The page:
9. Mean Filters • Arithmetic mean filter: • let Sxy be the set of coordinates in a rectangualrsubimage window of size mxn centered at point (x,y), • The arithmetic mean filtering process computes the average of the corrupted image g(x,y) in the area defined by Sxy: • The operation can be implemented using a convolution mask in which all coefficients = 1/mn

  10. Mean Filters • Geometric mean filter: • is given by the expression: • Achieves smoothing comparable to the arithmetic mean filter but it tends to lose less image detail in the process

  11. Mean Filters • Harmonic mean filter: • Works well for salt noise but fails for pepper noise • It does well also with other types of noise. • Contraharmonic mean filter: • Well suited for reducing the effect of salt-and-pepper noise

  12. Order-Statistic Filters • Median filter: • Practically effective in the presence of both bipolar and unipolar impulse noise • Max and min filters: • Max: useful for finding the brightest points in an image (pepper noise reduced) • Min: useful for finding the darkest points (reduces salt) • Midpoint filter: • Computes the midpoint between the maximum and minimum values in the area encompassed by the filter • Works best for randomly distributed noise

  13. Adaptive Filters • Adaptive filters are filters whose behavior changes based on statistical characteristics of the image inside the filter region defined by the m × n rectangular window Sxy • They are capable of performance superior to that of the filters discussed thus far

  14. Adaptive Median Filter • The median filter performs well as long as the spatial density of the impulse noise is not large (as a rule of thump, Pa and Pb less than 0.2) • Adaptive median filter • can handle impulse noise with larger probabilities • And it seeks to preserve detail while smoothing nonimpulse noise • The adaptive median filter works in a rectangular window area Sxy, but it changes the size of Sxy during filter operation • Keep in mind: The output of the filter is a single value used to replace the value of the pixel at (x,y)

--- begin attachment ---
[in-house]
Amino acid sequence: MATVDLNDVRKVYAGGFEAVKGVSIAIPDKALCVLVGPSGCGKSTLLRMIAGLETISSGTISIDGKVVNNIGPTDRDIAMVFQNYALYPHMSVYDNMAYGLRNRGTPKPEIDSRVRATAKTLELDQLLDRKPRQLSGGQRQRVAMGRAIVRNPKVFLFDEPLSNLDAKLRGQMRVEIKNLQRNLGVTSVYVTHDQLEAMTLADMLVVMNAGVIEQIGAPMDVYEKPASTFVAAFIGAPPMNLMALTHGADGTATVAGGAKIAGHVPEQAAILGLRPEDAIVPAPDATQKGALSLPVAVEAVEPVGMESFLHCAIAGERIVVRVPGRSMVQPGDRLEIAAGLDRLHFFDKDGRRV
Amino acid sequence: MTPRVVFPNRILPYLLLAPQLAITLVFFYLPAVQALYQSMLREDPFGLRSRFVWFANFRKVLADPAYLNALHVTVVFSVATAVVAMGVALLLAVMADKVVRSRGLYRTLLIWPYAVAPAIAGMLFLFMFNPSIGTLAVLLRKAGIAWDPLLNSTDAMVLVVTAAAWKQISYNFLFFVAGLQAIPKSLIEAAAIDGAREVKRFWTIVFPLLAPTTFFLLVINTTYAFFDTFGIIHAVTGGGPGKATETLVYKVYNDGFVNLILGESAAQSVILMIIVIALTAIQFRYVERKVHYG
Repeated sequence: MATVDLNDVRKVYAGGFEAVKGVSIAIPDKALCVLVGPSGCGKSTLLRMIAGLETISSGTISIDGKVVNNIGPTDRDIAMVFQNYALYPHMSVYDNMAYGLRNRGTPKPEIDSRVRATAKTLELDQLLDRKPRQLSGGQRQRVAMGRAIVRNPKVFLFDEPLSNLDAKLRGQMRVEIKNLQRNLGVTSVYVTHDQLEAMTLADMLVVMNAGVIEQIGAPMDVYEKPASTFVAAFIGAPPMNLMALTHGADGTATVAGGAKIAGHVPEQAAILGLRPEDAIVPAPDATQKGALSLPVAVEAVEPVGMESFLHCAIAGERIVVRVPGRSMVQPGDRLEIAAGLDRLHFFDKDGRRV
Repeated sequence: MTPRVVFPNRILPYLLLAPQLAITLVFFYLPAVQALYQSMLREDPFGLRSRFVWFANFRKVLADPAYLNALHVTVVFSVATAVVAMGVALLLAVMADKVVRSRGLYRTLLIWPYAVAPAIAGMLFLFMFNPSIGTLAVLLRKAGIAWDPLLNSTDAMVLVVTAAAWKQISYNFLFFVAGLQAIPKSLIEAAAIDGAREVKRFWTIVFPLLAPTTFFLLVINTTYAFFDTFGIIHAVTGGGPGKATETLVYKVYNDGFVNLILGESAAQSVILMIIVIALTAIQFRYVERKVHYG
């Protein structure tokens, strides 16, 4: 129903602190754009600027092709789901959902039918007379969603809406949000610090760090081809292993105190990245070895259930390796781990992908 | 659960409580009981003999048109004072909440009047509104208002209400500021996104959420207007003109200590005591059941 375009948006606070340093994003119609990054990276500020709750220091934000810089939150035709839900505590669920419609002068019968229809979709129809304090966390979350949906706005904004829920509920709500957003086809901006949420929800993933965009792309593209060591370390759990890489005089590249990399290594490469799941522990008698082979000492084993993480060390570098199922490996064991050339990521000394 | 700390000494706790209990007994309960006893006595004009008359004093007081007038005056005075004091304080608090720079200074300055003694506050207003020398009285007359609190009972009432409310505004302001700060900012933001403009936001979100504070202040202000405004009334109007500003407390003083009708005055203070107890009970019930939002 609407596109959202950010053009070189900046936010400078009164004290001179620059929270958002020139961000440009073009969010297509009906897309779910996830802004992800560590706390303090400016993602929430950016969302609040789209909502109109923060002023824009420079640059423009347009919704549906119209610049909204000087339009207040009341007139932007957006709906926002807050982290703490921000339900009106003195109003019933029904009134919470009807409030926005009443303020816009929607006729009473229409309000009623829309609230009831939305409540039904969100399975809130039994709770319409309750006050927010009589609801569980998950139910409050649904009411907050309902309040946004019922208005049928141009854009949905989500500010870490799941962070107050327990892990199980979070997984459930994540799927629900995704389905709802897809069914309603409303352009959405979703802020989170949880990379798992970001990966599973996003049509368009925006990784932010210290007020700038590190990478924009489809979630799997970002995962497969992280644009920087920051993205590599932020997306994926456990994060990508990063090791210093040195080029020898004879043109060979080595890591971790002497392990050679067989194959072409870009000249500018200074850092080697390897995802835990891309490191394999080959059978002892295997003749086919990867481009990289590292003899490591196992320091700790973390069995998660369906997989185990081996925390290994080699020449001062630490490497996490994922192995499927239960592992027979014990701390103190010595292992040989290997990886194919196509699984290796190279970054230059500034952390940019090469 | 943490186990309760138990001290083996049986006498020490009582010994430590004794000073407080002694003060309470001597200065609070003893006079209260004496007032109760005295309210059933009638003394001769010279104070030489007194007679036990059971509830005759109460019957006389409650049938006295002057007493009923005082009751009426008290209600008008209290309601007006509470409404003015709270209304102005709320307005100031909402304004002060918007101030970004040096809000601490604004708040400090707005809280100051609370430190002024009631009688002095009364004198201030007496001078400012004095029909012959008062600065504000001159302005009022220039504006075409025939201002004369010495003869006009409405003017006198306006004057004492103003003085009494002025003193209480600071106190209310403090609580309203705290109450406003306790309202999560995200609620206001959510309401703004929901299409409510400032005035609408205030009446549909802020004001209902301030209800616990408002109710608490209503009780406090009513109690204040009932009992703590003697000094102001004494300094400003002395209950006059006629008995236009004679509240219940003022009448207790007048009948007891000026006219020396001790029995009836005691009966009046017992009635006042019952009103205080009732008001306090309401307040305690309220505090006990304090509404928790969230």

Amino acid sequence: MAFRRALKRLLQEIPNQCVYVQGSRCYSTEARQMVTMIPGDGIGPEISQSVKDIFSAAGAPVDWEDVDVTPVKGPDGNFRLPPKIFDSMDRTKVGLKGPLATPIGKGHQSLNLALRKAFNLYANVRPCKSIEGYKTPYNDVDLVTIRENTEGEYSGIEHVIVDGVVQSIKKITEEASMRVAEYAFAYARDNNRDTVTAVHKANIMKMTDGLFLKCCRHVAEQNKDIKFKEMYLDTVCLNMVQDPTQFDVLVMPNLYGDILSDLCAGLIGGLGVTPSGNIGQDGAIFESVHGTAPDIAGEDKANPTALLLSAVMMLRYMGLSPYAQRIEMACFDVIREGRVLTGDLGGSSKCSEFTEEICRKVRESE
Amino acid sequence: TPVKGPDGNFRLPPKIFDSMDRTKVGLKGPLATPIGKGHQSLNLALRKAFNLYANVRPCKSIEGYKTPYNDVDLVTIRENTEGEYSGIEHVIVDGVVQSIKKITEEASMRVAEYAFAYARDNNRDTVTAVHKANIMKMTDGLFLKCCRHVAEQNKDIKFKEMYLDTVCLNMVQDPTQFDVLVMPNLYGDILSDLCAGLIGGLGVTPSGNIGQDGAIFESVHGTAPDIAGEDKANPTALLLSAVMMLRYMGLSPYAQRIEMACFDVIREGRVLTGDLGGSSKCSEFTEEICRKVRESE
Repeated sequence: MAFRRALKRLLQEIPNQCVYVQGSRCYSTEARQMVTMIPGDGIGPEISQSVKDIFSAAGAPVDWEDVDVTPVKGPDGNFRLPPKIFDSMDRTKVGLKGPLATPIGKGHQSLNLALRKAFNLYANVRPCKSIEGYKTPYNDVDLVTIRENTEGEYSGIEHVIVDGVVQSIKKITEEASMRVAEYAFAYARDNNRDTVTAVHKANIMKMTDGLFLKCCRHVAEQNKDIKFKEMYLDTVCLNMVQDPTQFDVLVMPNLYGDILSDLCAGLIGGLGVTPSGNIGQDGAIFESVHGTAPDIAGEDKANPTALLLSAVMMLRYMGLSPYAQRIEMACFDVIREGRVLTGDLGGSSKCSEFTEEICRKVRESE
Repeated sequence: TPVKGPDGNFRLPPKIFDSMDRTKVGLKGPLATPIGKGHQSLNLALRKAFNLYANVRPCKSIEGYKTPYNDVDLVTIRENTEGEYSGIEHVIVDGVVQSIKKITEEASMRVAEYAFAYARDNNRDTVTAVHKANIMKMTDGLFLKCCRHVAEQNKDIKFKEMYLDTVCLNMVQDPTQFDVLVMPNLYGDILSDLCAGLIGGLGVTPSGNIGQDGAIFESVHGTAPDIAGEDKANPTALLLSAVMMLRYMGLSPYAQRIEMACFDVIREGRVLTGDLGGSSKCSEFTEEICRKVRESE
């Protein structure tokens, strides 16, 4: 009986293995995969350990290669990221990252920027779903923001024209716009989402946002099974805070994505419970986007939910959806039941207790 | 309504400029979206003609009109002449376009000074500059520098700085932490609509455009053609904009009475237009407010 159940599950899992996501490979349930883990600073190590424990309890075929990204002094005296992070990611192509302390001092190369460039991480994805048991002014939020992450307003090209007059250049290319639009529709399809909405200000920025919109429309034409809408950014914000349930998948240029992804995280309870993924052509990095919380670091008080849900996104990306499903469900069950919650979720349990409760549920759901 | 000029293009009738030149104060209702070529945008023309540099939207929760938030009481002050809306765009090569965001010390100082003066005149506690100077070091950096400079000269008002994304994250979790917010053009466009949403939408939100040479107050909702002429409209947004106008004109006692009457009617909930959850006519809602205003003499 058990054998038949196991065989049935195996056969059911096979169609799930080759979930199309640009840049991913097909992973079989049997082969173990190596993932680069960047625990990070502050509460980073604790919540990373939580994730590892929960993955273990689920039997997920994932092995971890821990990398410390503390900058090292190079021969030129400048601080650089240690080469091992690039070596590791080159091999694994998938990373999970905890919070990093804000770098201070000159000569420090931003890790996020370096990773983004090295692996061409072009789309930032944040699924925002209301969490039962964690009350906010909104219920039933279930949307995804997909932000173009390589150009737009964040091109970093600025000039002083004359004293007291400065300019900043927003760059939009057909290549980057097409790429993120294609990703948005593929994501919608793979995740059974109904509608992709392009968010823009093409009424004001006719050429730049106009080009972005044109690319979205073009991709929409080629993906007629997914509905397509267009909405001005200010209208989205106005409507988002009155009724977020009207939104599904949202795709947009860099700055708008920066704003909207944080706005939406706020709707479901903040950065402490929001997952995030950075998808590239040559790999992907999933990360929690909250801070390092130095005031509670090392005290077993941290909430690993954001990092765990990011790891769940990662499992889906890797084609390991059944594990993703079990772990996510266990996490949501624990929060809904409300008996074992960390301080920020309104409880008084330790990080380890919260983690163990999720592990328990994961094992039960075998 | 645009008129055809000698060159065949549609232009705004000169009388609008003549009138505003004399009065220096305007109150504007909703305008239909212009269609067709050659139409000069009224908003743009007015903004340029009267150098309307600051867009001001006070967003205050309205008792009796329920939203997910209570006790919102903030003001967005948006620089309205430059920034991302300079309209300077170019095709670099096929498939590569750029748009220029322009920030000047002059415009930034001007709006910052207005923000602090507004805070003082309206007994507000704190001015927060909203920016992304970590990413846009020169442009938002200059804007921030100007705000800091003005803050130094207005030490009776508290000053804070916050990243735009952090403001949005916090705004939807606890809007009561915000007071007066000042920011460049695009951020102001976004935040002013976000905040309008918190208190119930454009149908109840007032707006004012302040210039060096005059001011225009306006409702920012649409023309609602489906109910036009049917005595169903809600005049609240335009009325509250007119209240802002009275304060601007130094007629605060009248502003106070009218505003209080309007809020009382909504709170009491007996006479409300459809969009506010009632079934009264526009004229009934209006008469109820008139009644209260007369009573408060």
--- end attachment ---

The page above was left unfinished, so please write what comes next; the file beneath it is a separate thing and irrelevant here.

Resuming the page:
15. Adaptive Median Filter • It have three main purposes: • To remove salt and-pepper (impulse) noise • Provide smoothing of other noise (may not be impulsive) • Reduce distortion such as excessive thinning or thickening of object boundaries • Consider the following notation: • zmin = minimum gray level value in Sxy • zmax = maximum gray level value in Sxy • zmed = median of gray levels in Sxy • zxy = gray level at coordinates (x,y) • Smax = maximum allowed size of Sxy

  16. Adaptive Median Filter • The adaptive median filtering algorithm works in two levels, denoted as level A and level B, as follows: • Level A: • A1 = zmed – zmin • A2 = zmed – zmax • If A1 > 0 AND A2 < 0 • Go to level B • Else increase the window size • If window size ≤ Sxy • repeat level A • Else output zxy • Level B: • B1 = zxy – zmin • B2 = zxy – zmax • If B1 > 0 AND B2 < 0 • Output zxy • Else output zmed

  17. Resource • R.C. Gonzalez and R.E. Woods, Digital Image Processing, 2rd Edition, Prentice Hall